The national debate over the CNOOC-Nexen deal in the past few months has polarized policy makers and the general public – raised some “difficult policy issues” as Prime Minister Stephen Harper put it – and generated global media interest in the Canadian government’s final decision.
Since Mr. Harper had touted his intention to make Canada an “energy superpower” for quite some time now, all eyes were on Canada awaiting the decisions on the takeover of Nexen as well as Progress Energy by Malaysian national oil company Petronas. But the approval of both on Friday, and the newly announced limits on state-owned enterprises (SOEs), looks more like a defensive act aimed to limit the influence of others rather than a projection of Canada’s own influence.
The most immediate beneficiaries are the Nexen and Progress shareholders, their purchasers and the Canadian economy. More than $20-billion will be pouring into the pockets of ordinary Canadians and institutional investors; the Nexen global operations will receive a much-needed capital injection, with more to come; the new $9-billion joint venture LNG project between Petronas and Progress now has certainty; and CNOOC will have a much bigger global presence, with access to more energy assets in Europe, North America and other parts of the world.
By not rejecting the Nexen deal, Mr. Harper avoided putting himself in an awkward position. After all, he had heavily courted Chinese investment and reiterated time and again that Canada would diversify its market to China and Asia. With Friday’s decision he wants to demonstrate that he has indeed walked the talk, and that Canada is still open for business.
But the Prime Minister has also shown that while he is no longer a China skeptic, he is not exactly a panda hugger.
By prohibiting further takeovers of large Canadian energy firms by foreign state-owned enterprises, or as everyone understands, by Chinese SOEs, Mr. Harper is clearly playing a balancing act between pleasing the opposing voices to the Nexen deal and the overall Chinese presence in the Canadian economy.
The problem is that opponents have never put out a set of convincing arguments to make their case. With only 1 per cent of Canada’s total daily oil production and just 3 per cent of Canada’s total proven reserve, Nexen is nowhere close to being a national security concern no matter how the critics spin it. The opponents, if based on political system/human rights records, will have to do the math on how many countries on Earth that Canada has to cut economic ties with according to their criteria.
And then there are those who are simply unwilling to accept the reality and the prospect that some Canadian energy companies are, and will be owned by “the Chinese” (not just by the Chinese SOEs), as one newspaper columnist complained in a media debate with me.
Mr. Harper, with his masterful political instinct, is now taking the populist lead by holding up a stop sign while wrapping himself in the Canadian flag. Most observers seem to agree that he has made the best call given the circumstances, but time will tell if such sweeping measures on foreign SOE investment are the right call.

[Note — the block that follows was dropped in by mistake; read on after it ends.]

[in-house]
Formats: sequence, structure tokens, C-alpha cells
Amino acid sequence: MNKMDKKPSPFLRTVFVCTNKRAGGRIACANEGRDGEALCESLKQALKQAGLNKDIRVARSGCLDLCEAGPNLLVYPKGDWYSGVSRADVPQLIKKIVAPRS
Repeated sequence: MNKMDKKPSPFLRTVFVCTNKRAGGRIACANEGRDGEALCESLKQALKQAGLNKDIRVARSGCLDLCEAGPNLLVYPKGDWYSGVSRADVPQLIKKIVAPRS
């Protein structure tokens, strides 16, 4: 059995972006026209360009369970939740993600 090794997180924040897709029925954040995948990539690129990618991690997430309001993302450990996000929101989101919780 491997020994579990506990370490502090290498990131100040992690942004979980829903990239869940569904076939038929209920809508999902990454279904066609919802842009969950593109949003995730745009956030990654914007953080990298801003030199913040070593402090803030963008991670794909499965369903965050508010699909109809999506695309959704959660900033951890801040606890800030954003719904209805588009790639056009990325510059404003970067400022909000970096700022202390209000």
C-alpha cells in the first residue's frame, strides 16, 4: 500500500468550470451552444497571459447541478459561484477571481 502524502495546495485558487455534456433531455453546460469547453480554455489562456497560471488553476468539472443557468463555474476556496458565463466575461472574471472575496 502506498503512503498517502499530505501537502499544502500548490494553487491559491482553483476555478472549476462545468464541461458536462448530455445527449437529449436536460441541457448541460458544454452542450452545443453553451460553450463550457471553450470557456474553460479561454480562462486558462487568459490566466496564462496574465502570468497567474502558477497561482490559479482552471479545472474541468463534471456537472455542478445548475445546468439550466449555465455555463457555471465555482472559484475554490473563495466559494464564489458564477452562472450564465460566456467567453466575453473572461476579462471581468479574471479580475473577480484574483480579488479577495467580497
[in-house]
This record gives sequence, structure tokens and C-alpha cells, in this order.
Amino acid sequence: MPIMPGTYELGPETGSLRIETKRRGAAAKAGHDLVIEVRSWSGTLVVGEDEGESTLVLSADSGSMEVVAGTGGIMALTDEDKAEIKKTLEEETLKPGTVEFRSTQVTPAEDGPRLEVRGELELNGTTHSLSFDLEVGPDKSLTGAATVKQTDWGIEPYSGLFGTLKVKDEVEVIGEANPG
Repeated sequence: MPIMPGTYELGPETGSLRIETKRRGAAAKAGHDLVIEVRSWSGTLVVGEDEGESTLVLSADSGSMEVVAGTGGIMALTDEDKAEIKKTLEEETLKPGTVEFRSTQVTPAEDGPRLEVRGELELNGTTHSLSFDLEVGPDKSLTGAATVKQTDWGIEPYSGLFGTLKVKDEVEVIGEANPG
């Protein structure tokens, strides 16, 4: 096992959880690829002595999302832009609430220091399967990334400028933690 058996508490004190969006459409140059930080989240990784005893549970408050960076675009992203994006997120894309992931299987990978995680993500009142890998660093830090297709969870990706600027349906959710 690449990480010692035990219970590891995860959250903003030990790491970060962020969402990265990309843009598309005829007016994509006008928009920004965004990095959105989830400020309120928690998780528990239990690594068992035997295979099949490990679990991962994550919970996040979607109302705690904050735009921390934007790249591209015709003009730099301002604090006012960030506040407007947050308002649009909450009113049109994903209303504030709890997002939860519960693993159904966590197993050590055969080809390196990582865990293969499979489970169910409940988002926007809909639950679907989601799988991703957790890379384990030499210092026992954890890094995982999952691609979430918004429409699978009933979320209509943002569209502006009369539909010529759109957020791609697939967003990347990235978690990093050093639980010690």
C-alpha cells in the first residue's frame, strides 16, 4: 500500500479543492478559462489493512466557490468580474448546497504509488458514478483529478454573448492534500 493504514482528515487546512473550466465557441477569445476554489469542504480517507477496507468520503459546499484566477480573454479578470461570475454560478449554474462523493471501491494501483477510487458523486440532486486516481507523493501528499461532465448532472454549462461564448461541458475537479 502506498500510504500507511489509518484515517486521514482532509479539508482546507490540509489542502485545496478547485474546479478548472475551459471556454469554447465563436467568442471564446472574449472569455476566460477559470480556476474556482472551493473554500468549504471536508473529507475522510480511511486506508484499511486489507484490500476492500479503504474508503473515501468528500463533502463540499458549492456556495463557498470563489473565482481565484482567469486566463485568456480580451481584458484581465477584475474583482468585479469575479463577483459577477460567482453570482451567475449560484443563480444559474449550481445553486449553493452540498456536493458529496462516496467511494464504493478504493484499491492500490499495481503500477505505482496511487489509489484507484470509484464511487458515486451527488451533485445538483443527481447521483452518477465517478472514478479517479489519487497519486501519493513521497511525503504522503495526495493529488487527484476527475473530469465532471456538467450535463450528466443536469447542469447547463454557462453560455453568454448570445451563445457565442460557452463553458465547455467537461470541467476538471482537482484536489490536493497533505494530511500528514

For the moment, the ball is in the court of foreign SOEs. In the case of China, Nexen represents the largest-ever international acquisition by any Chinese company; Sinopec also has Daylight Energy under its 100 per cent control; and PetroChina has a large oil-sands joint venture with Athabasca Oil Sands Corp. They have all been operating in Canada for some time. But the Canadian public, often misinformed, knows little about how they function. The Chinese SOEs need to take time, learn and showcase to Canadians and the world, through existing and the new Nexen ventures, that they are not a threat to Canada, they don’t operate on a different set of rules, and indeed provide a “net benefit” to this country.
The ball is also in the court of large energy firms owned by Canadians. Now they have received the protection they wanted against potential “unfair competition” from powerful state-owned enterprises. The test is whether they can continue to perform well and remain competitive in the marketplace. If they fail to do so, and if there is not enough private capital to take them over (and they now cannot be taken over by foreign SOEs), will they seek taxpayer bailouts using the same protectionist logic? Or will the newly announced, opaque “exceptional circumstances” clause kick in?
Finally, there is the role of the provinces. Did Ottawa consult them when they were designing these new SOE investment conditions? Apparently not if we read the cautious and measured responses from the premiers of Alberta and Saskatchewan. While the policy on foreign takeovers is in the federal realm, provinces have ownership of, and jurisdiction in, managing energy and resources. For such important policy changes, it is only reasonable to treat provinces as part of the decision-making process rather than as outsiders.
As the debate continues on the pro and cons of the Friday announcements, much uncertainty lies ahead for Canada’s most important industrial sector, and the country is certainly not even close to the “energy superpower” status that Mr. Harper would like to have.
Wenran Jiang is a political science professor at the University of Alberta and the director of Canada-China Energy & Environment Forum.
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